5 Qualities of a Successful President of Basketball Operations
A top executive in any organization, much less an NBA team, is always a handful. It can break the spirit of a strong-willed man, which is why an NBA President of Basketball Operations must have these essential qualities:
1. Hoops Expertise
You can’t be a president of a basketball team and not know a lick about the game. The President is required to mold a team and have a long-term vision and should have a comprehensive knowledge of player evaluation, team strategies, coaching techniques, and other basketball-related aspects.
He must be an empowering and inspiring leader capable of motivating and uniting the team’s basketball operations staff around a common objective. The key to a positive working environment is the leadership skills of the President of Basketball Operations.
3. Knows how to nurture relationships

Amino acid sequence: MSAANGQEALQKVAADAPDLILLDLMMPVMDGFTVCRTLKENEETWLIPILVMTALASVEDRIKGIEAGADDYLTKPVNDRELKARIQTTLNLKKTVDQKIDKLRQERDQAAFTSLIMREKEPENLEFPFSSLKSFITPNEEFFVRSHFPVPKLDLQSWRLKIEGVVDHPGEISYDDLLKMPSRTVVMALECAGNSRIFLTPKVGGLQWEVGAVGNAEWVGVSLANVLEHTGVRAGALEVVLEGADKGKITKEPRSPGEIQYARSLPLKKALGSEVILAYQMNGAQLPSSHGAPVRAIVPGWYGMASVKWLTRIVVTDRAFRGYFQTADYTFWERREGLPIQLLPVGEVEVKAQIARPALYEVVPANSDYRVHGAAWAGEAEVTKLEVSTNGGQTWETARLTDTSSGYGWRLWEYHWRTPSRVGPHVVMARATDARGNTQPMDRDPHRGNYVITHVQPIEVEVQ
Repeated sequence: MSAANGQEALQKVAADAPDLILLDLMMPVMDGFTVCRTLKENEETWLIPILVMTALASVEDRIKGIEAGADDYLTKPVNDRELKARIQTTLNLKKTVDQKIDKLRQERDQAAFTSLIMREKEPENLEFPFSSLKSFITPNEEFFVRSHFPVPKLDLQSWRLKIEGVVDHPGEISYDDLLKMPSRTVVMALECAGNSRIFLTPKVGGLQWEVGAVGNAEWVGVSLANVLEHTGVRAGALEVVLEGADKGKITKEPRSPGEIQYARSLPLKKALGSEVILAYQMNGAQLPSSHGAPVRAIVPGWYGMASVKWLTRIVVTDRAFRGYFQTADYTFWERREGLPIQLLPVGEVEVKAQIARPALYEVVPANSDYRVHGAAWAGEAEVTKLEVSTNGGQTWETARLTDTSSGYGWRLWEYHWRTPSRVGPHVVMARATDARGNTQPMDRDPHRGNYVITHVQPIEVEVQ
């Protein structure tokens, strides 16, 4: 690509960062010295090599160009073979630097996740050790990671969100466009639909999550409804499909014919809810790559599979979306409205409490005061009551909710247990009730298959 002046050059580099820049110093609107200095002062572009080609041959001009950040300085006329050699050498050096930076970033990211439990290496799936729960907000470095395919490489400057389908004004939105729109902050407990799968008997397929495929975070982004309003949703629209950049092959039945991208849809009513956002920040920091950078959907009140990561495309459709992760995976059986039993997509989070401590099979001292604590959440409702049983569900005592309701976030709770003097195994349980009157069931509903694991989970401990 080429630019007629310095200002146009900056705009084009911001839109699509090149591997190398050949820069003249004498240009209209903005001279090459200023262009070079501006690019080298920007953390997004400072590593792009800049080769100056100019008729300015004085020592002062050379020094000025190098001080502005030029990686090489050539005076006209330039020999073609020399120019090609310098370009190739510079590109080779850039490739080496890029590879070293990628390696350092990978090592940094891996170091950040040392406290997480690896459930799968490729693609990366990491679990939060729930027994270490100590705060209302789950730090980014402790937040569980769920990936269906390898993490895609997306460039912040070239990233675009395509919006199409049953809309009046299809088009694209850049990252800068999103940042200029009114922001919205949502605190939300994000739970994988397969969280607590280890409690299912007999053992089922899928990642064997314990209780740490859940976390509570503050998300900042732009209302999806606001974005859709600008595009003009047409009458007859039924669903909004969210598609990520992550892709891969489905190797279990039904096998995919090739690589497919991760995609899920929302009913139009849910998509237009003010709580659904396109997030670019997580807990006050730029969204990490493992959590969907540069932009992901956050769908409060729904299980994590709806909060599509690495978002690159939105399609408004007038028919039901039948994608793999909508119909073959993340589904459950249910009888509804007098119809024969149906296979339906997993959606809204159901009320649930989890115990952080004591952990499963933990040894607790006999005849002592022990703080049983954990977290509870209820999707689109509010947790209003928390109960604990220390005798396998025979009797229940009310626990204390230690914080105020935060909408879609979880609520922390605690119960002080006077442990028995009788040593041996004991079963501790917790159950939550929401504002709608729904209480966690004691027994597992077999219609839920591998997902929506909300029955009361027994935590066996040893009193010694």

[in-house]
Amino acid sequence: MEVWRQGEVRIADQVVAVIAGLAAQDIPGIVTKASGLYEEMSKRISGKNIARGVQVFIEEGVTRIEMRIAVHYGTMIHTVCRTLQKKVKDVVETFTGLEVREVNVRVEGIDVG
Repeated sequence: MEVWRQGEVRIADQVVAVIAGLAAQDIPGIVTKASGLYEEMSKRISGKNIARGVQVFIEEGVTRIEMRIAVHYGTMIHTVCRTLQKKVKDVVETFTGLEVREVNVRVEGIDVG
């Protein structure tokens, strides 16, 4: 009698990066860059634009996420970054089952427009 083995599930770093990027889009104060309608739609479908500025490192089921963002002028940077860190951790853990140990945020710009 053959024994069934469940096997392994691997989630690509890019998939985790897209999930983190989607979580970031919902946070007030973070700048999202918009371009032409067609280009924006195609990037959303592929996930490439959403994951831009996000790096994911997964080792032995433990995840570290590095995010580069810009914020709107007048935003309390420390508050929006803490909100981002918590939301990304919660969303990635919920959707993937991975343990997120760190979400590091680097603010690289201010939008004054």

The President must build and nurture relationships with the players, coaches, and team personnel. And that’s not just the people in his team; it also involves having friendly relationships with other executives and players. You just don’t know who you need to call down the road. In other words, sometimes it’s a “You scratch my back, I scratch yours” scenario.
4. Ethical Conduct
One way to nurture relationships is by being honest. No one likes a person who backstabs or does not have the integrity to tell the truth to someone’s face. If a player asks if he’s being shopped or traded, it’s in everyone’s best interests if the President tells the truth rather than denies it. People respect honesty, and it builds up the reputation.
5. Does Not Wilt Under Pressure